Our media went overboard on the visit because we as a people are merrily unaware of where the limits of respect for state office end and the courtier’s pathological sycophancy begins; of where constructive criticism ends and national damage begins. There was daydreaming galore by anchors, clapped out ambassadors, bureaucrats gone to seed, generals put out to pasture, all masquerading as analysts, most in awe of America, many members of the Langley Club or on its waiting list.
That the Supreme Commander of our Armed Forces chose to go to India in the face of this enormous tragedy was of no consequence to him or to our media. Symbolism is an important balm for broken hearts and destroyed lives, more, dare I suggest, than the symbolism of a spiritual pilgrimage. Would the great Sufi of Ajmer have missed Zardari’s presence? Would he have any use for the one million US dollars offering? Only his progenywould. Custody of shrines by progeny is a booming business because illiterate, desperately poor and helpless devotees can go there for, if nothing else, therapy of a soul in turmoil, even if they know that only God can answer prayers and that the piety that lay with the Sufi did not enter his genes to be passed on to his descendants. in Zardari’s mind – and he is our best political tactician, mind you – the symbolism of his pilgrimage to Ajmer would hold importance with Sindhi voters, what with elections looming.
Shrines often become political constituencies of Sufi progeny whose habits their exalted forebear would have looked at askance. Their graves are where the credibility and constituencies of ‘Mukhdooms’ or custodians lie. it’s as primitive and predatory as feudalism and tribalism since all three societal forms prey upon the illiteracy, poverty and helplessness of the hapless. Pathetic. Sufis are people of peace, of love, of poetry and sometimes of trance and dance, which is why the ascetic disapproves of them.
Only those who cannot see God with their inner eye, in their hearts and in His creations pray to mortals or ask them to intercede with Him. Human beings find it difficult to think in the abstract. Go to mausoleums, certainly, because very pious and God-loving people used to live there, but don’t imagine that they can do for you that which only God can do. Genuine Sufis and mystics were incredible people for they saw beyond logic and came to their deductions through feeling with the mind and thinking with the heart. But their followers and adherents don’t understand this and ascribe to them and their progeny qualities that only God has. Here I go drifting off into another subject.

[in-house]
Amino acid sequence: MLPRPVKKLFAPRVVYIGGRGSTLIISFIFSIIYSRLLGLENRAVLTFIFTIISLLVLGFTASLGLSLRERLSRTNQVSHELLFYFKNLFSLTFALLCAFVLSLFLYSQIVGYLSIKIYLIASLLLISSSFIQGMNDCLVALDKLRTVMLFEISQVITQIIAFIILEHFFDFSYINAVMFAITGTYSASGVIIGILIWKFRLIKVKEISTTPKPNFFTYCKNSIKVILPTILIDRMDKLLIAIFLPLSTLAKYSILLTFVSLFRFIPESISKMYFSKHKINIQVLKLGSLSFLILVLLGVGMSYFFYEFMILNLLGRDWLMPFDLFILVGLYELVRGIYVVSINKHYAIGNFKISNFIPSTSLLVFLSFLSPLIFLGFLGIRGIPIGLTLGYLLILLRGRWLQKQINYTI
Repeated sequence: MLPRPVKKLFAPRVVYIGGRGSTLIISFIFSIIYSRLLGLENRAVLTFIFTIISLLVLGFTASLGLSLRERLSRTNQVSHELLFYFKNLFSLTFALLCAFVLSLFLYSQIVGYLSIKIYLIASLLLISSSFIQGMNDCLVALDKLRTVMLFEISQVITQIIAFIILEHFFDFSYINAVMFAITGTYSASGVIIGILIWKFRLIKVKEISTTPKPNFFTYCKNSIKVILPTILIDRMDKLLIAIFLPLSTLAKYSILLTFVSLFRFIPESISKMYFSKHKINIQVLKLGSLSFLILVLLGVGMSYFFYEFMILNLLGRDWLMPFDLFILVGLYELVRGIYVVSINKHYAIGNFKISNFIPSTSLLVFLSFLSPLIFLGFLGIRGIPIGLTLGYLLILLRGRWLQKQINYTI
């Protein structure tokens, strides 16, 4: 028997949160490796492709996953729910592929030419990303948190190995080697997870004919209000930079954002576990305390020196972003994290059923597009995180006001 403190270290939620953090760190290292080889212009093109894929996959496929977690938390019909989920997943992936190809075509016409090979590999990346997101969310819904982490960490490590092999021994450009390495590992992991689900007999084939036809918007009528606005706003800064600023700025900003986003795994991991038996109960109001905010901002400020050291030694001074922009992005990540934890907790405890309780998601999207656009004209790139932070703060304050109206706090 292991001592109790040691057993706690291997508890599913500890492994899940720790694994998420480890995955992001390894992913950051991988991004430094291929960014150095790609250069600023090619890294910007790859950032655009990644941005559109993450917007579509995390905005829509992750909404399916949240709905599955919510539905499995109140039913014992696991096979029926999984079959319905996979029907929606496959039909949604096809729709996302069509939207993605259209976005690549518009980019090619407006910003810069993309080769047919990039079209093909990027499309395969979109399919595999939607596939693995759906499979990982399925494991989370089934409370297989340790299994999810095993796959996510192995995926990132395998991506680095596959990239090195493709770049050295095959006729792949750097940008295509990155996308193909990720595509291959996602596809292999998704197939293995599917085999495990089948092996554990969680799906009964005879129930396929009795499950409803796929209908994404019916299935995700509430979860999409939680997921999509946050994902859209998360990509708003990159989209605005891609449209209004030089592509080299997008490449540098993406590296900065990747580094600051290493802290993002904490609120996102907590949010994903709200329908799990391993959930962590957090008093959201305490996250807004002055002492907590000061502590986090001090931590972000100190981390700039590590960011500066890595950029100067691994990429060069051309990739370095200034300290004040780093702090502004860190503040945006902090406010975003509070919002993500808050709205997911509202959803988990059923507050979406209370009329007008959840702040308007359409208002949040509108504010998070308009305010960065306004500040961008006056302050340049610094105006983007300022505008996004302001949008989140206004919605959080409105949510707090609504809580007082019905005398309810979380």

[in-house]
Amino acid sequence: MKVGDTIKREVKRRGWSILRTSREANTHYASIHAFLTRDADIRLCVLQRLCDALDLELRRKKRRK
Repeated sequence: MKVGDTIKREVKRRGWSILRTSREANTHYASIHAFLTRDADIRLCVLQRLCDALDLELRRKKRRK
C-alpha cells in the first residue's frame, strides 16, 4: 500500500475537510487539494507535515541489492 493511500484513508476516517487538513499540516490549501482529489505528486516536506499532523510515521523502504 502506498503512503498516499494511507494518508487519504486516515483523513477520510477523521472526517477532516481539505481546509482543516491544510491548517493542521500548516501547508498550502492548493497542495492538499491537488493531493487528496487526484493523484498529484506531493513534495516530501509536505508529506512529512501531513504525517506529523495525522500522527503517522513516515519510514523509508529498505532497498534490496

Moinuddin Chishti is regarded as the greatest Sufi of the subcontinent for helping people, which is why is called ‘gharib nawaz’ or helper of the poor. The fire of the huge cauldron in which food is cooked and distributed free has been alight for centuries. it takes a ladder to get to its lip.
Back to the visit: Pakistan wants to be seen to be trying to improve relations with India, if for nothing else than to score brownie points with America. India has had the bad habit of linking disparate issues, particularly terrorism with everything. But now it seems that it is breaking that habit. India should remember that it is state terrorism that begets non-state terrorism. I will not say more. No point in labouring the obvious. America and India shouldn’t forget that no country in the world has suffered more at the hands of homegrown and foreign terrorism than Pakistan has and no country has lost more soldiers and civilians in fighting terrorists. Good luck. Peace is better than war.
The writer is a political analyst. He can be contacted at email@example.com